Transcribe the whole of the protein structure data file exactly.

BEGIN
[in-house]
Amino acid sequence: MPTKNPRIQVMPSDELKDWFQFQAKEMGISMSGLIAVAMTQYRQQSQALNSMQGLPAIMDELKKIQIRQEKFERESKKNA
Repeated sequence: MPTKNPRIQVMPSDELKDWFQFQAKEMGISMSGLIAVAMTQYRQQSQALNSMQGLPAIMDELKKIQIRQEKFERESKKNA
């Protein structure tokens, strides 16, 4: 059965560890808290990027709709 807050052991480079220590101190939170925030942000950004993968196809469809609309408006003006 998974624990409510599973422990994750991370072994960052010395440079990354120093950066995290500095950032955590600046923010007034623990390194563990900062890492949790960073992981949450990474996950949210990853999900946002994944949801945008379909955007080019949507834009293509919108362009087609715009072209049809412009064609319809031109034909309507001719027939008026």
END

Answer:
[in-house]
Amino acid sequence: MPTKNPRIQVMPSDELKDWFQFQAKEMGISMSGLIAVAMTQYRQQSQALNSMQGLPAIMDELKKIQIRQEKFERESKKNA
Repeated sequence: MPTKNPRIQVMPSDELKDWFQFQAKEMGISMSGLIAVAMTQYRQQSQALNSMQGLPAIMDELKKIQIRQEKFERESKKNA
């Protein structure tokens, strides 16, 4: 059965560890808290990027709709 807050052991480079220590101190939170925030942000950004993968196809469809609309408006003006 998974624990409510599973422990994750991370072994960052010395440079990354120093950066995290500095950032955590600046923010007034623990390194563990900062890492949790960073992981949450990474996950949210990853999900946002994944949801945008379909955007080019949507834009293509919108362009087609715009072209049809412009064609319809031109034909309507001719027939008026």